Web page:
3 MIN READ | Wellness

Dennis Relojo-Howell

Covid and Arthritis: A Surprising Link You Didn’t Know About

Cite This
Dennis Relojo-Howell, (2021, December 16). Covid and Arthritis: A Surprising Link You Didn’t Know About. Psychreg on Wellness. https://www.psychreg.org/covid-arthritis-surprising-link/
Reading Time: 3 minutes

The Omicron virus is highly transmissible. It is also great at dodging strong immunity. This is a major cause of concern among scientists. Studies have found that a ‘lot of body pain’ is one of the most obvious tell-tale signs of an Omicron infection. Arthralgia is a common symptom that occurs in Covid patients along with fatigue and myalgia. Existing rheumatoid arthritis can also raise your chances of catching the virus quicker than usual. Patients can start experiencing additional complications like cough and breathing troubles. 

Arthritis is more common in adults with fair/poor health (40.5%) compared to those who have great health (15.4%) and less common among adults who meet physical workout goals (18.1%).  Therefore, it becomes necessary to treat your RA to reduce the risks of the severe impact of Omicron on your health. 

Arthritis and health problems 

Inflammations and tenderness in bones are common issues post Covid. On the flip side, an underlying infection can increase the severity of the virus attack. This is mostly because the drugs for arthritis might impair your immunity. For example, corticosteroids can modify or suppress the system and boost the chances of illness. Similar other drugs are DMARDs, biologics and biosimilars. Factors like age and other health conditions, if any, are also responsible for poor immune system.

These make you susceptible to viral infections. As a result, your musculoskeletal system is highly affected. You experience a combination of pain, numbness, and stiffness. In fact, Arthritis can put you at greater risk of other health conditions, like type 2 diabetes and heart disease. The good news is that there are several sophisticated treatment methods to manage arthritis. 

Eating an anti-inflammatory diet, exercising regularly and cortisone shots can help improve joint mobility, strengthen muscles and bones, and relieve stiffness. Work with highly qualified doctors who provide trigger point injections and transcutaneous electrical nerve stimulation with the help of the latest technology for a healthy lifestyle. 

How to reduce the chances of Covid adversity?

Non-steroidal anti-inflammatory drugs are a common form of Covid treatment. Yet we see the persistence of musculoskeletal complaints. This indicates that the reactions are not managed with these medications. There could be an onset of fresh pain if you have contracted Covid. Patients are likely to suffer from polyarthritis in big and small joints. 

This resembles rheumatoid arthritis. Case studies have revealed that intermittent pain shows up especially in the morning. Sensations of swelling, warmth and tenderness also tend to become common. Therefore, it is not recommended to stop any ongoing treatments for RA or else the disease can progress and flare up the existing complications.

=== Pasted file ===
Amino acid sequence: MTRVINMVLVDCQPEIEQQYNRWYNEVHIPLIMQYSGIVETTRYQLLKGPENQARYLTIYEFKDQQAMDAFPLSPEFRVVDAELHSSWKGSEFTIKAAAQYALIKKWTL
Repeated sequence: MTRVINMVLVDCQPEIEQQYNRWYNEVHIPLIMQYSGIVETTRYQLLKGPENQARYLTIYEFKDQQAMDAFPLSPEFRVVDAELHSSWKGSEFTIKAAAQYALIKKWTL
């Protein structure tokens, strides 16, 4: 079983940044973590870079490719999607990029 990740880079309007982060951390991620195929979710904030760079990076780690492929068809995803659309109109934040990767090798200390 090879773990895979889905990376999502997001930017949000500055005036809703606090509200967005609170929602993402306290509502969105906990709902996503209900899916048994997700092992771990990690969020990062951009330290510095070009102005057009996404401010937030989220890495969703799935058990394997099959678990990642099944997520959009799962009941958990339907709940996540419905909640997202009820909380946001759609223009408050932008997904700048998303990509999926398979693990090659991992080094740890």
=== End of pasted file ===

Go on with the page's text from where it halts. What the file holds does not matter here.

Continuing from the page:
Also, try to follow the laid down precautionary measures. For example, staying at home and maintaining infection prevention habits. Schedule a pain management session with your doctor to reduce the chances of widespread discomfort. 

Reduce the risk of arthritis 

Managing your arthritis pain is a great way to lower the adverse impact of Covid on individuals. Below are a few effective ways to take care of your joints:

  •  Maintain the right weight according to your BMI. This will avoid excess pressure on your knees and hips. 
  • Keep your blood sugar under control. It can keep the tissues from stiffening. 
  • Avoid wounds and injuries by wearing protective gear while cycling or biking. 
  • Include Omega-3s in your diet. Score these from fishes like trout, mackerel, and salmon. It is a great ingredient to ease inflammations. 

Take preventive routine care from doctors. They will suggest minor lifestyle changes that can have a significant impact on your arthritis. Patients are likely to stay protected against other life-threatening conditions like heart complications or type 2 diabetes.  

Who is at greater risk?

Anyone aged 65 and above with a long-term illness can be highly affected. Keep a check on symptoms like extra mucus production, fatigue, chills, diarrhea, nausea, and vomiting. These are obvious indications of the coronavirus. The conditions can worsen with existing arthritis. Other emergency warning signs are chest pressure and breathing trouble. 

So, ensure medical intervention at the earliest. It can prevent stress on the body and reduce the impact of the COVID-19 attack. Work closely with doctors and track the symptoms. 

Managing arthritis is a good way to lower the severity of coronavirus infection. Take suggestions from doctors on how to strengthen bones and muscles. It will go a long way to keep you protected in the coming days.


Dennis Relojo-Howell is the managing director of Psychreg.

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